“If I have seen further, it is by standing on the shoulders of giants”

Isaac Newton (but previously Bernard of Chartres) used this metaphor to express how he achieved his scientific goals thanks to the work of many previous researchers. These were also the first words that came to mind when I heard (and after a believing process) the big news: gravitational waves exist, and we are already able to detect them.

In this regard, it does not surprise me that the first two citations in the detection announcement paper (DOI: 10.1103/PhysRevLett.116.061102) are by Einstein et al. from 1916 and 1918.

But we are not here to look to the past but to the future. We already know that gravitational waves exist, that’s nice. We can detect them, which is great. And we can even make science with them, which is amazing.

Albert Einstein - Gravitational waves, eh? Told you so

However we want more: we want to do real astronomy with gravitational waves as we do with X-rays, visible light, γ-rays, etc. And it definitely requires better detectors, or to talk more accurately, a network of better detectors. However this is something we already knew in the GraWIToN network. Actually this is the reason why we (the Early Stage Researchers) are doing our PhD in this field: to study new options to enhance the detectability of the third generation of Gravitational Wave Detectors (GWDs).

In my last entry of this newsletter I wrote about the Large Mode Area (LMA) fibers and how they allow us to increase the power in fiber amplifiers and, at the same time, increase the non-linearities threshold. After that, my colleagues and I decided to study the gain and phase dynamics of erbium-doped fiber amplifiers (EDFAs). EDFAs are used to amplify laser radiation around 1.5µm, which is a promising wavelength for next generations of GWDs. For example the early design study of Einstein Telescope (ET) already contemplates the use of both, 1µm and 1.5µm laser sources, together with silicon-based optics cryogenically cooled (find it here).

Some other researchers in our group had studied gain and phase dynamics in ytterbium-doped and erbium:ytterbium-codoped fiber amplifiers as well, but pure erbium had not been studied before. It was a great challenge for me because I had to learn a lot of new concepts, measuring techniques, etc., but also very satisfying because at the end the results led (well, is still in process but hopefully it will) to my first paper as first author J.

I am not going in to technical details here, all those will be available in the paper if it is finally published, but I want to talk a bit about the stages of an experiment and process to get it done from an idea to results and conclusions. From my point of view this is one of the most important things I learnt: this process is strongly non-linear.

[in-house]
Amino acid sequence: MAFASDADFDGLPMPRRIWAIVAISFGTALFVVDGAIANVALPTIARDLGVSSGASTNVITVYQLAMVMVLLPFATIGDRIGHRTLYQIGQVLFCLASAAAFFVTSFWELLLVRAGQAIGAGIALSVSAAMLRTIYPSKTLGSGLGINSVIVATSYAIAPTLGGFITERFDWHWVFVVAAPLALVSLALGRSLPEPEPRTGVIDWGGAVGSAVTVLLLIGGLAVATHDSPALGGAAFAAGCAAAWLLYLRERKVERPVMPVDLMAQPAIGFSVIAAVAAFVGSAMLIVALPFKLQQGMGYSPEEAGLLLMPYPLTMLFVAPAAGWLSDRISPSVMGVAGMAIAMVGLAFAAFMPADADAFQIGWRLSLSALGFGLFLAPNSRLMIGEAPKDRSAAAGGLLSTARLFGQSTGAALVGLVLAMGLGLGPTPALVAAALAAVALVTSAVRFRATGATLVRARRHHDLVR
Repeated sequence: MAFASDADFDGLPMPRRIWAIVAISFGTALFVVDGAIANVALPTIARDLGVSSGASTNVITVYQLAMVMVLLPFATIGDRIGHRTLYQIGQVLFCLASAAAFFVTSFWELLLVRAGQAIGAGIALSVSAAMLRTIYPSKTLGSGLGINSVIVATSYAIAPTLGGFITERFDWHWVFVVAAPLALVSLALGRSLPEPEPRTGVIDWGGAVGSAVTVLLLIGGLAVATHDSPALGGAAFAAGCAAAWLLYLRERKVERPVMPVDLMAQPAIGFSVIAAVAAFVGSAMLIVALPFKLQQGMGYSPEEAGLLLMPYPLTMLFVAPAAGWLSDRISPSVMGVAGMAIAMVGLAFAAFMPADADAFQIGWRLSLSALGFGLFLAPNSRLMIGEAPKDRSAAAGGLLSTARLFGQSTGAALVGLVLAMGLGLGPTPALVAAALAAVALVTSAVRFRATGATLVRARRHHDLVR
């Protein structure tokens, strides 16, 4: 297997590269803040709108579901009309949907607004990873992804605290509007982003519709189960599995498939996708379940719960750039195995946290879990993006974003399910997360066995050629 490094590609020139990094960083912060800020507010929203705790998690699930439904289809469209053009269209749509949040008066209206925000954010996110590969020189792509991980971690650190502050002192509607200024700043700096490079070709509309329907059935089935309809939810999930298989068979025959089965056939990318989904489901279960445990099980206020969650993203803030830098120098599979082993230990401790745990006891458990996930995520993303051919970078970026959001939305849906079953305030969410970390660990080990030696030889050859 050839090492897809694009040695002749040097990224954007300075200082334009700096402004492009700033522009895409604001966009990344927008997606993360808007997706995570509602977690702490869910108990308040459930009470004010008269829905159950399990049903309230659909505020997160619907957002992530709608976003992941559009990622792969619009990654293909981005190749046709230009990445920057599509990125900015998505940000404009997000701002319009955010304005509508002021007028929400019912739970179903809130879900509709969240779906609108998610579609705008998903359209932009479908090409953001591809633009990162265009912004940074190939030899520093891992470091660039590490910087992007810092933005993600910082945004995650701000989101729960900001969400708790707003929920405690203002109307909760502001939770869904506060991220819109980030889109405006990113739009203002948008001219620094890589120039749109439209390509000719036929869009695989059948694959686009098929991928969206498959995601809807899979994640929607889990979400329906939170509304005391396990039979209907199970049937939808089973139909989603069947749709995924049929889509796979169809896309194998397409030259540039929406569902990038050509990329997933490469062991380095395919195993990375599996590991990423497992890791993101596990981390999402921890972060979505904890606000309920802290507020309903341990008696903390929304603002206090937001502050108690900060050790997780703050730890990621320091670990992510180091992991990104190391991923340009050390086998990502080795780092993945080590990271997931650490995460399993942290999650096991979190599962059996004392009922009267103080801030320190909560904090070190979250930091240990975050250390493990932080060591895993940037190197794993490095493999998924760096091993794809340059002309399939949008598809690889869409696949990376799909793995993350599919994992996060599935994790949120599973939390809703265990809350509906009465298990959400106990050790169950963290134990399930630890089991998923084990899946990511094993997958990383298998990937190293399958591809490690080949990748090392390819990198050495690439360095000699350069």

Everything started with an idea, actually a rough idea, of what I was about to do. My colleagues and I designed the experiments to be carried out, including setups, measurements and simulations. It is curious that, even before measuring anything, I preconceived an idea of what everything should look like, and of course it made more difficult to interpret the real results. Why? Because in my minds I already “knew” how a graph should be and the real measurement did not look like that. You should not look for a specific result. After re-measuring everything two, three and four times I started to attribute the discrepancies between what I saw and what I expected to see to noise, uncalibrated equipment, too low sensitivity in the measurements and a number of other excuses typically used to explain something when you have no clue about what’s going on. It really took some time to suspect that my preconceived idea was simply not right, and it was just after a mathematical analysis and the developing of an analytical model that I accepted it. When I decided to fit the measured data to the analytical model I saw something really strange. It was something I had never expected: the model and measurement results fitted perfectly. Now in retrospect is funny to think that my concerns at that point were “Why do they fit?”, “What can be wrong?”. The answers required strong will: the preconceived ideas were all wrong, and I was about to throw away my results because it did not look like I expected, but they were good actually!

The moral of the story is “Do not let your first thought dominate the following”. Anyway there is another important thing behind this happy ending: the group of people who I work with. Probably I would have given up before having something if I were alone. When you are in a dead end with lack of creativity there is nothing better than a brainstorming with your colleagues. This is one of the reasons why I really enjoy working at Laser Zentrum Hannover. Up to now, I have always found help when I have needed it and this speeds up my learning process and research, but at this point this should not be a surprise, after all I am standing on the shoulders of giants!

Omar de Varona Ortega

Laser Zentrum Hannover e.V.
Laser Development Department
Solid-State Lasers Group
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